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This report examines a detailed action research process, Soft Systems Methodology (SSM) and discusses how the SSM approach might be of real help to managers in planning, resourcing, carryingout, monitoring and controlling new product development.

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Introduction

Contents Section Page 1. Introduction 1 2. The Need for a Methodology 1 3. Hard and Soft Systems 1 4. Overview of SSM 4.1 The 7-stage description 4.2 SSM's Strengths 3 4 6 5. How SSM can aid managers in: * Planning new product development * Monitoring new product development * Controlling new product development * Resourcing and carrying out new product development 6 6 9 10 12 6. Conclusion 13 Bibliography 14 References 14 Appendix A 15 Abstract "SSM is not usually concerned with well-defined (often technical) problems in organisations - such as how to maximise the output from a manufacturing facility, but with ill-structured problem situations with which managers of all kinds and at all levels have to cope". Checkland and Holwell (1998). This report examines a detailed action research process, Soft Systems Methodology (SSM) and discusses how the SSM approach might be of real help to managers in planning, resourcing, carryingout, monitoring and controlling new product development. Statement of originality Please note that the work presented in this report is solely the work of the candidate unless where otherwise stated. Signed _ _ _ _ _ _ _ _ _ _ _ _ _ _ _ _ Soft Systems Methodology (SSM) 1. Introduction This document investigates Soft Systems Methodology, which is a way of dealing with problem situations in which there is a high social, political and human activity component. SSM varies from other methodologies as it does not deal with the HARD problems that are more technically oriented but instead it deals with SOFT problems as will be discussed in detail later on in this report. 2. The Need for a Methodology Since SSM is a methodology, the author sees it as crucial to give a brief summary of what the purpose of any methodology is. According to the definition provided by BCS (British Computer Society) Information Systems Analysis and Design Working group in 1998, a methodology is: "A recommended collection of philosophies, phases, procedures, rules, techniques, tools, documentation, management, and training for developers of information systems." ...read more.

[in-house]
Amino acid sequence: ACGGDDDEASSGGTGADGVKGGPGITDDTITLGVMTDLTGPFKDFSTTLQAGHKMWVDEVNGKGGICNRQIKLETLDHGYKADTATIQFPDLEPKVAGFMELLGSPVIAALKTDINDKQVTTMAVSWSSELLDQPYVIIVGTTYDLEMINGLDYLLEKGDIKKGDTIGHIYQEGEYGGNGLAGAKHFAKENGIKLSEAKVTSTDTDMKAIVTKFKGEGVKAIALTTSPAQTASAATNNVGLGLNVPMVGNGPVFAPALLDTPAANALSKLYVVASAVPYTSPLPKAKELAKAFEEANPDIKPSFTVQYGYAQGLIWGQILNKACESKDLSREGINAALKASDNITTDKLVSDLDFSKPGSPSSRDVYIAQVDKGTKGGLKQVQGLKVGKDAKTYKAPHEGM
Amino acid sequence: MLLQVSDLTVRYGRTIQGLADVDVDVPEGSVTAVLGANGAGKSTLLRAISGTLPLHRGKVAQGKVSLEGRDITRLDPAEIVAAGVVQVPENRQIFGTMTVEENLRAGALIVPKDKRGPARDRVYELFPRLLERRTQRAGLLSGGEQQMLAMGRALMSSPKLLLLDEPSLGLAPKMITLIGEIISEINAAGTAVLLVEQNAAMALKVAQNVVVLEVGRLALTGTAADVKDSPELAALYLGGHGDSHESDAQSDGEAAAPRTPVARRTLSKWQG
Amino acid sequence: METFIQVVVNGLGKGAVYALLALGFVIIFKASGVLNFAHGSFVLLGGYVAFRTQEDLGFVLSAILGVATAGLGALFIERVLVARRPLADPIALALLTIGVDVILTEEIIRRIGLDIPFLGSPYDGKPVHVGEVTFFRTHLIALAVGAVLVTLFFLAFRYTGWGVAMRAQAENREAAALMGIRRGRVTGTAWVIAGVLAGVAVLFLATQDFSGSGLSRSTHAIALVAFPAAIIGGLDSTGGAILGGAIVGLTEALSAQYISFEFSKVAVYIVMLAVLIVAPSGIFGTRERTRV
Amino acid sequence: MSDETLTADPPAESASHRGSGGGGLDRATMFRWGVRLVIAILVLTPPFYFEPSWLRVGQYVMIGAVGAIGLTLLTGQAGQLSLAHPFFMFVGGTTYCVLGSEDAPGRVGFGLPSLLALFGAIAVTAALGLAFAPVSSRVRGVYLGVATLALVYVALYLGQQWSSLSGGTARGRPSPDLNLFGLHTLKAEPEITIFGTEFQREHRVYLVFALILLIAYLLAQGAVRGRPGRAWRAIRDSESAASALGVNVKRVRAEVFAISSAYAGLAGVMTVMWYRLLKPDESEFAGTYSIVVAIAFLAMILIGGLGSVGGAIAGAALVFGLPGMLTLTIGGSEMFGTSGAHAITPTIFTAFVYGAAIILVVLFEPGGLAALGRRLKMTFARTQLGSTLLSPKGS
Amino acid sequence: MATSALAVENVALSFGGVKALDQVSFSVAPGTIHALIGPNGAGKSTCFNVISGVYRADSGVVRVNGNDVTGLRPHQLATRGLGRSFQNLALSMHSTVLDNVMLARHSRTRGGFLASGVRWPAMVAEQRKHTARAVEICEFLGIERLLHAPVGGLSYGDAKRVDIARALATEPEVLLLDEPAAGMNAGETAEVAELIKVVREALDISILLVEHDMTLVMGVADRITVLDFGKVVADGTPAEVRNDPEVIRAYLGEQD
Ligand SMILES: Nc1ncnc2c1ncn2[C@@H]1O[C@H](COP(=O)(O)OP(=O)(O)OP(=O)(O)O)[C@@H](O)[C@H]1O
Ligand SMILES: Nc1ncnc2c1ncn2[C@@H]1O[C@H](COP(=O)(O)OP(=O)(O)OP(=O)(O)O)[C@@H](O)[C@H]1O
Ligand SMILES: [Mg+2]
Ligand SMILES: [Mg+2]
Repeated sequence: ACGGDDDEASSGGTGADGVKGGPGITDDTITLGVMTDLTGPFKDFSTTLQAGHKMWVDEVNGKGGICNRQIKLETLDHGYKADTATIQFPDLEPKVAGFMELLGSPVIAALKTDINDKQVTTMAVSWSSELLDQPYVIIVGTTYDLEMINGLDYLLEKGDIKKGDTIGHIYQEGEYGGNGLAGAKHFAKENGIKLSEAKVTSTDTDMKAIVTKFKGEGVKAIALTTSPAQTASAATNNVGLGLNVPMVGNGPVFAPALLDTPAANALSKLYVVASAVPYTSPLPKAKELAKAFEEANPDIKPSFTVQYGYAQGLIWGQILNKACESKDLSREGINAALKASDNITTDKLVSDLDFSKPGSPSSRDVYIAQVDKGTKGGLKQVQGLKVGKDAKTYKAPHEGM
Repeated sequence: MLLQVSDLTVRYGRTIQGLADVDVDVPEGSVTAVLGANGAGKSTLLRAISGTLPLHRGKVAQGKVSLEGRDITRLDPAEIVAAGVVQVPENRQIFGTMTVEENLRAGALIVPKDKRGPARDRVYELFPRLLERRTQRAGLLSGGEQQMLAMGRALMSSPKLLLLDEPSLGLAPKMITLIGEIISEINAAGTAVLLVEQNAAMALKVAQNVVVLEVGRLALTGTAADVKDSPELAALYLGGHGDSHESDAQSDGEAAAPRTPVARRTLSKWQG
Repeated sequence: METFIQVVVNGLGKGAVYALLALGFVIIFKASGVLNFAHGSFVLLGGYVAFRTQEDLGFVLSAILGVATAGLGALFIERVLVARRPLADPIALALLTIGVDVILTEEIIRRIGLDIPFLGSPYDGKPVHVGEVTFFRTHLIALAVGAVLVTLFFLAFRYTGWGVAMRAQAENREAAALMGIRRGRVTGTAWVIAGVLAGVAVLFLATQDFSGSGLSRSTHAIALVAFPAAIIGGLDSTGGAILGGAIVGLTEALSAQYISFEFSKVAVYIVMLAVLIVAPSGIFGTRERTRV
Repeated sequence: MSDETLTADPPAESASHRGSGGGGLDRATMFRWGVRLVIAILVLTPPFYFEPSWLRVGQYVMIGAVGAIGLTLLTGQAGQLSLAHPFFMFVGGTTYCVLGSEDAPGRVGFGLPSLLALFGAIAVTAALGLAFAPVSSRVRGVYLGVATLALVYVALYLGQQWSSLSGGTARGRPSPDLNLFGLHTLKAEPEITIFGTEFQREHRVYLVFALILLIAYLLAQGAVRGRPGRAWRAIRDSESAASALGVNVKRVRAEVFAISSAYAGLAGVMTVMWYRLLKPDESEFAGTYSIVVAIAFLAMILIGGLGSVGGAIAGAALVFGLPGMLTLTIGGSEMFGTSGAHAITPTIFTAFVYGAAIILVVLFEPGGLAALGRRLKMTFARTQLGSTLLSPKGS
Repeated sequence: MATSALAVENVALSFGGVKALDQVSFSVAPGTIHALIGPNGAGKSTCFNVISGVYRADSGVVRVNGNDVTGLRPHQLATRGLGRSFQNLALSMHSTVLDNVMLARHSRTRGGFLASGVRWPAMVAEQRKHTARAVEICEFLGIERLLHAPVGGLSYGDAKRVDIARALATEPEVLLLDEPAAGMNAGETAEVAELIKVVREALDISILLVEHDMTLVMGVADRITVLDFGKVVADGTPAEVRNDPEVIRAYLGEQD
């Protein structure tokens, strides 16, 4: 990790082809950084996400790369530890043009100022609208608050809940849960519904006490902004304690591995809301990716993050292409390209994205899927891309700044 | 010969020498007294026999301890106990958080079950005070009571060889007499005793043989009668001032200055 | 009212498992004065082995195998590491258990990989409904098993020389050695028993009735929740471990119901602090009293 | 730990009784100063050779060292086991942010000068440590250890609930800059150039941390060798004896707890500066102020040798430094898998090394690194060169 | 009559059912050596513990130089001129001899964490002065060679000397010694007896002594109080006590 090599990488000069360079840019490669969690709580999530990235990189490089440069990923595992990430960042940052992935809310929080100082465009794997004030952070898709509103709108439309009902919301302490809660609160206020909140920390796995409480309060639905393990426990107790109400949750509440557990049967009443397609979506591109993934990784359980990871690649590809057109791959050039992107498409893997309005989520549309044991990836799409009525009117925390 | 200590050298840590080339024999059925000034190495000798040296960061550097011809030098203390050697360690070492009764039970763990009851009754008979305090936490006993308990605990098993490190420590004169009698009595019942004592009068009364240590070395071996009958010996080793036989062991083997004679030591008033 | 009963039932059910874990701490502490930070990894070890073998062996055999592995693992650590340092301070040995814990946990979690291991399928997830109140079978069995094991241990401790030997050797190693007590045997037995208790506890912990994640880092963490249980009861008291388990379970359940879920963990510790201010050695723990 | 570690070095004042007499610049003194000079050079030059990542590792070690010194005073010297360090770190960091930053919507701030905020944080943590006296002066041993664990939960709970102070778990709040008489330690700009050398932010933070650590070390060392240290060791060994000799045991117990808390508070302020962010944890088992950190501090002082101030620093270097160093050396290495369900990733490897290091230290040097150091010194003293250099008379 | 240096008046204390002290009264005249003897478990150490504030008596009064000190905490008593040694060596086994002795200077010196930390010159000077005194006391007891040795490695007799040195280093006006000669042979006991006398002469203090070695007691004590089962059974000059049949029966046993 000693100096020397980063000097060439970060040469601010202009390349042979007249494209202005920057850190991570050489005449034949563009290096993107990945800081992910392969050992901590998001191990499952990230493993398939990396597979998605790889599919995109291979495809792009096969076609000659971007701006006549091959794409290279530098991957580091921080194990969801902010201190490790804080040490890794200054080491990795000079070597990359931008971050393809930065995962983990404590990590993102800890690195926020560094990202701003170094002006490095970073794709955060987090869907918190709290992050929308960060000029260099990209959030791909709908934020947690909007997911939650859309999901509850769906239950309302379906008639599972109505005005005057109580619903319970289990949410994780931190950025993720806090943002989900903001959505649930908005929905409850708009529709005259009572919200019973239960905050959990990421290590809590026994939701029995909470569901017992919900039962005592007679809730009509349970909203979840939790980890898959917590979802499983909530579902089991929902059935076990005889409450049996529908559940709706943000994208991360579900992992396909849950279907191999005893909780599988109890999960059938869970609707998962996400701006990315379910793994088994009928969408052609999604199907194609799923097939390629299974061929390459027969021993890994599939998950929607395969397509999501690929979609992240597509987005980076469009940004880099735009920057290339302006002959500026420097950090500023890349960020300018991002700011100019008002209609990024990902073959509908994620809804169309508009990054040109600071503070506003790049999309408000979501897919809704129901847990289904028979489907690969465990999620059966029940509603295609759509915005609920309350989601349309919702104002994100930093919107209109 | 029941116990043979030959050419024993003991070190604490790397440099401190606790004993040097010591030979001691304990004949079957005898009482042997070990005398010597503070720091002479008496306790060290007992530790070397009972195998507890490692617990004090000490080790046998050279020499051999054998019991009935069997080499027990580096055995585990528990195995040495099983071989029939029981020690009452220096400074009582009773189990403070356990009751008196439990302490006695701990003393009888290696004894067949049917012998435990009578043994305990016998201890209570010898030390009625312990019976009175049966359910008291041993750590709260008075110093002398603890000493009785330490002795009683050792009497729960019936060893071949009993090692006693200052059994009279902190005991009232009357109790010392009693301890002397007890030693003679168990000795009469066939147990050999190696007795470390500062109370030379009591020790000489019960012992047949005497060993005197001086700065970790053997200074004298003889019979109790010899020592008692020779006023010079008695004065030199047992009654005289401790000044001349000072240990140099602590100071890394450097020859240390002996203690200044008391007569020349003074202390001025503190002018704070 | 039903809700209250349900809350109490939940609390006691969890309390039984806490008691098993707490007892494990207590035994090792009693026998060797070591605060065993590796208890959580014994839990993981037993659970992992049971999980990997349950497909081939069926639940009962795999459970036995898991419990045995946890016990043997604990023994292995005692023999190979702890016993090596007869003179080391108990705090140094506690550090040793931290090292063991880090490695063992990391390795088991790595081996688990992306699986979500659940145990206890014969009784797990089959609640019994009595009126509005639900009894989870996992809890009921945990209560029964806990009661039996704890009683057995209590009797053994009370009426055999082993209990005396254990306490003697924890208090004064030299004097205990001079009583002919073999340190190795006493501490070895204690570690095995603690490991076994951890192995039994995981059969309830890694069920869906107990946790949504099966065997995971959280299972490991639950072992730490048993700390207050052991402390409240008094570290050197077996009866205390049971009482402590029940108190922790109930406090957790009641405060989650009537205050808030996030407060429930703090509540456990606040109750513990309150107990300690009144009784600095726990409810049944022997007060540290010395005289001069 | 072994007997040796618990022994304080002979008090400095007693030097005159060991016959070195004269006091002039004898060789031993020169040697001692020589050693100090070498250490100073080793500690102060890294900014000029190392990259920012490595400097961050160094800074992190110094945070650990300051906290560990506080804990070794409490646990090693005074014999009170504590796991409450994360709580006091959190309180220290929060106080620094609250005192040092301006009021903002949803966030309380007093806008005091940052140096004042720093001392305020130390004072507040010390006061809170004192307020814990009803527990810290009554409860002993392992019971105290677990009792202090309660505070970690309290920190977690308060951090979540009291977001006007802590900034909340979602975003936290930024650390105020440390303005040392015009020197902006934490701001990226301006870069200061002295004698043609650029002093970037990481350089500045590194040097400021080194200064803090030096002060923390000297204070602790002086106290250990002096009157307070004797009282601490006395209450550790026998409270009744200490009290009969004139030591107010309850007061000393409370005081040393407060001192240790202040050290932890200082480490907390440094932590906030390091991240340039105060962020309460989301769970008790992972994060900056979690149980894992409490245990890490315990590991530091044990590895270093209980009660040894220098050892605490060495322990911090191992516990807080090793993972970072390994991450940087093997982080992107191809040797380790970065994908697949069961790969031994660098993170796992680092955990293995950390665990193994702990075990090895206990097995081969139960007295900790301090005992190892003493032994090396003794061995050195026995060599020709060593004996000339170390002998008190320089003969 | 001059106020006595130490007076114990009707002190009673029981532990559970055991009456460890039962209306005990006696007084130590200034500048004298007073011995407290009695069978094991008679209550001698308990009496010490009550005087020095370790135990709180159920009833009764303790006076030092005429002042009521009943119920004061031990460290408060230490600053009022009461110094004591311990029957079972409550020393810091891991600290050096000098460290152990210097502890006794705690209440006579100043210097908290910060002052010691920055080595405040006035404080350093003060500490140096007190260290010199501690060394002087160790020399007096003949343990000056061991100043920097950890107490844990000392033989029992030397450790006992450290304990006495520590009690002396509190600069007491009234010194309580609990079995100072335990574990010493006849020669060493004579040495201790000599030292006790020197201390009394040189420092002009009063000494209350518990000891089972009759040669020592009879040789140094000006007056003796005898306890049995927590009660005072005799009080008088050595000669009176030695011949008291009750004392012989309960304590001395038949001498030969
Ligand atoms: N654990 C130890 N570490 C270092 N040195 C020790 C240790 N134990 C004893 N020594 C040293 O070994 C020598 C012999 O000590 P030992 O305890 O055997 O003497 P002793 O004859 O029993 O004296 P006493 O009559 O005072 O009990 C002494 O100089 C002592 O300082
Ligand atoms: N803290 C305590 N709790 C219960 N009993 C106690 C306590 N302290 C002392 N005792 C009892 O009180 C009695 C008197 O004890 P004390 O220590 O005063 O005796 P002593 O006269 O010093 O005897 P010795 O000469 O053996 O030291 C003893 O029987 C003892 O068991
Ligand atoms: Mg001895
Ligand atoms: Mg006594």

Middle